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May 29, 1994|CHARLES SOLOMON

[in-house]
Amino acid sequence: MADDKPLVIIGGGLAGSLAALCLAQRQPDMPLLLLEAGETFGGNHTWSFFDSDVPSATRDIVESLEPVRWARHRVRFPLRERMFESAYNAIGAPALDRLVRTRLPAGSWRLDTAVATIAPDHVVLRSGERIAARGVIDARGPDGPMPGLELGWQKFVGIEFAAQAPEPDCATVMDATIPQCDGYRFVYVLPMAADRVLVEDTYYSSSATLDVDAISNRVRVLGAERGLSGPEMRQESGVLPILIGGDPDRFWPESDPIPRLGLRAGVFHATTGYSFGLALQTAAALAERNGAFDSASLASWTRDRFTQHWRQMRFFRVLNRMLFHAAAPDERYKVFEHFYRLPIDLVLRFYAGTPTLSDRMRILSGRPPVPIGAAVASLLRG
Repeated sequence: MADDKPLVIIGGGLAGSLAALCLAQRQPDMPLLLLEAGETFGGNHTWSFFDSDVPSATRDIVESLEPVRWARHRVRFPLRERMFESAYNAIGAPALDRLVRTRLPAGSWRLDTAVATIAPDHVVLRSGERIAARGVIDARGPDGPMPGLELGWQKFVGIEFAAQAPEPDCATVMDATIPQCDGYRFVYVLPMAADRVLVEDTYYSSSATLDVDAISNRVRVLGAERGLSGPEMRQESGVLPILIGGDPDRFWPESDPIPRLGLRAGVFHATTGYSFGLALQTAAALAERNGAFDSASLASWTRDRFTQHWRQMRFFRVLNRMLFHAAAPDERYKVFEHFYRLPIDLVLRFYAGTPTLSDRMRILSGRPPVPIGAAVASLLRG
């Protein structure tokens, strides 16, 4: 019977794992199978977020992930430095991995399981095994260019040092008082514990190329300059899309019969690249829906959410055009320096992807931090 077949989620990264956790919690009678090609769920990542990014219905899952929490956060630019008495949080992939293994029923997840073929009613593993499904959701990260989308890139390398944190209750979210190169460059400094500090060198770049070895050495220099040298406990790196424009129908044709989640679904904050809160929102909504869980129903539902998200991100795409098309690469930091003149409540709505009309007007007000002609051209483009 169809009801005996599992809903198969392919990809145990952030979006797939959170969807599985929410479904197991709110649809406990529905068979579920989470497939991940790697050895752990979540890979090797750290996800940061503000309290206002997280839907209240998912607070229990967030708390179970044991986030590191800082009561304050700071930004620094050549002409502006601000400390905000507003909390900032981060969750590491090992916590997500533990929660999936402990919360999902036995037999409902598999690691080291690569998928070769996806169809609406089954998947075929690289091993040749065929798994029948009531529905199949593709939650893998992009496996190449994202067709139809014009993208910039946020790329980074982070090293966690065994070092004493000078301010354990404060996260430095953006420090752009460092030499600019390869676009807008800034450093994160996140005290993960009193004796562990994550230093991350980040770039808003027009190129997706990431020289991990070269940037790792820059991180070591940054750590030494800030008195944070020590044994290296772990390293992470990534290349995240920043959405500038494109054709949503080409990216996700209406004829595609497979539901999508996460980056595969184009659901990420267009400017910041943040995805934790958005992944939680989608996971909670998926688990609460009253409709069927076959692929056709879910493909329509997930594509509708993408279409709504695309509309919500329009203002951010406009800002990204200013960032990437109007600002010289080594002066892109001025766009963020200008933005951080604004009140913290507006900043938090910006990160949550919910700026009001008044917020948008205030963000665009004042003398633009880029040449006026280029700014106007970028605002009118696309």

THE THREE-INCH GOLDEN LOTUS by Feng Jicai translated from the Chinese by Eugene M. Kayden (University of Hawaii Press: $12.95; 239 pp., paperback original). Foot-bound girls had their toes bent under their arches and the balls of their feet pressed against the fronts of their heels to produce a small, deformed grub of flesh that became the object of a national fetish in China. Feng Jicai's curious novel exposes the cruelty of the practice and the weird sexual-aesthetic response it evoked. As a child, Golden Lotus screams in pain when her feet are bound, breaking many of the bones. But her tiny feet enable her to marry the son of a wealthy merchant, and Golden Lotus uses her position as an object of desire to gain power over her decadent in-laws. Feng's sardonic prose contrasts her calculating intelligence with the shallowness of the men, who extol the details of her shoes like connoisseurs praising an antique vase.

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